Lindsey Apkarian has been relieved of her position as principal at Laguna High School, the district’s continuation school, and reassigned to classroom duties at Analy High School.
Apkarian said the reassignment, which includes a considerable cut in pay, came as a complete surprise.
“I was very surprised, actually shocked,” Apkarian said. “But I was told that I was not a good fit, and that’s the only reason I was given. It’s pretty disheartening to say the least because I have worked in the district for 14 years.”
Apkarian began in the district as a teacher at Analy and then became a vice principal at Analy, a position she held for nine years. She’s been the principal at Laguna for the last two years.
“So that’s 11 years in administration — never a bad review or any administration or anyone I couldn’t get along with. So yeah, it was surprising and extremely, extremely disheartening after so many years of dedication to the west county community.”
Apkarian said she hasn’t decided whether to accept the position at Analy.
“I would be back at Analy, so I mean, that’s a wonderful option in itself because I love teaching and Analy is a wonderful school, but obviously I have worked on quite a few plans with my staff here at Laguna going forward to make changes, working on raising graduation rates and improving attendance. We spent the whole fall to create our vision and plan going forward.”
Laguna, like many continuation schools, was flagged by the state as a low-performing school in 2018 — primarily because of its low graduation rate and attendance problems.
In California, a graduation rate of 67% or lower marks a school as a “low-performing” school and entitles them to CSI funds — CSI stands for “comprehensive support and improvement”— to create a plan to fix the school’s problems. Apkarian said the staff at Laguna has created a plan to address Laguna’s issues, and she was really looking forward to implementing it.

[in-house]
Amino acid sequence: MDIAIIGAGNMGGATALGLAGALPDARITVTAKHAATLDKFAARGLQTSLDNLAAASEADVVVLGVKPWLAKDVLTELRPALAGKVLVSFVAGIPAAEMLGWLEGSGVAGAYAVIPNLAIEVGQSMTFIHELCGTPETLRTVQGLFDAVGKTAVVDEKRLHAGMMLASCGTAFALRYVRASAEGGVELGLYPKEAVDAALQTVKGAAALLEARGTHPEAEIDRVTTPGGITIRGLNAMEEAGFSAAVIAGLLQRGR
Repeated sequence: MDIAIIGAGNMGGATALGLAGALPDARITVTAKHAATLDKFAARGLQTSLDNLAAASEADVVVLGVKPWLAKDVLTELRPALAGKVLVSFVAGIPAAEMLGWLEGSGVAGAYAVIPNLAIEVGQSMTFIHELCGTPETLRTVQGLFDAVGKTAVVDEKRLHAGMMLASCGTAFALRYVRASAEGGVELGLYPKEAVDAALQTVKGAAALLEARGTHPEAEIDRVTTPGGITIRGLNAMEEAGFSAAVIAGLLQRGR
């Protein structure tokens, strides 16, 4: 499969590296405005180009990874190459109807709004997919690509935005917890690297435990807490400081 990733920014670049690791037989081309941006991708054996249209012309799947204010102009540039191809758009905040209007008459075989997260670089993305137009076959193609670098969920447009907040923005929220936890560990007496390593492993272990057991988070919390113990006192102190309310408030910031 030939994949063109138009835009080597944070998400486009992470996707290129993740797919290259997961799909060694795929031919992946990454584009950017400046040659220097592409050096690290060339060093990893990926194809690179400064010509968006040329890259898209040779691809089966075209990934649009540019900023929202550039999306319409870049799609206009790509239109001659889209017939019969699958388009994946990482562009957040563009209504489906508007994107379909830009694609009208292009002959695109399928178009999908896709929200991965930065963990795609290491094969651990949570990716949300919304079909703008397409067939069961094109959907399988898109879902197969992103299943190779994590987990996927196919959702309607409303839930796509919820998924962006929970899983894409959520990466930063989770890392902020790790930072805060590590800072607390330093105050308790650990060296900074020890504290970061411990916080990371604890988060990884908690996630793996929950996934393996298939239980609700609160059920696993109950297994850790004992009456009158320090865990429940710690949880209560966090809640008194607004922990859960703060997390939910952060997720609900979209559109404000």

“We started a rewards program for attendance to recognize kids that had improved attendance all around,” she said.
She also said the school wanted to use more project-based learning to keep students engaged and on-track to graduate.
But the numbers aren’t looking good. In 2018, Laguna’s graduation rate was just 60%. In 2019, its graduation rate was 55%.
On the surface, it would be understandable if the district decided on the basis of these numbers to re-assign Apkarian. But Apkarian said the drop in Laguna’s graduation rates was due, not to an actual change in Laguna’s graduation rate, but to a change in the way those rates were figured by the state.
Continuation schools are allowed, for example, to keep students for a fifth year of high school to help them graduate, but despite that allowance, their numbers suffer if students don’t graduate in four years. Students on the five-year plan are counted, in their fourth year, as if they were drop-outs.
Toni Beal, superintendent of the West Sonoma County Union High School District said she couldn’t comment on personnel matters, but she did say that they had begun advertising for a new person to fill the position.
“We are currently advertising for an Alternative Education principle position, This position will be responsible for leading Laguna, the district independent study program and the new Microcollege/ Honors Pathway programs,” Beal said.
Apkarian said her hope for Laguna High School is that the district will listen to Laguna’s teachers when making plans for the direction of the school.
“I think the staff at Laguna needs a voice because they’re obviously one of the biggest pieces of the puzzle, as to what do you do for students, how do you educate them in the best way possible. They’re the ones in the classrooms, and that conversation hasn’t happened yet,” she said.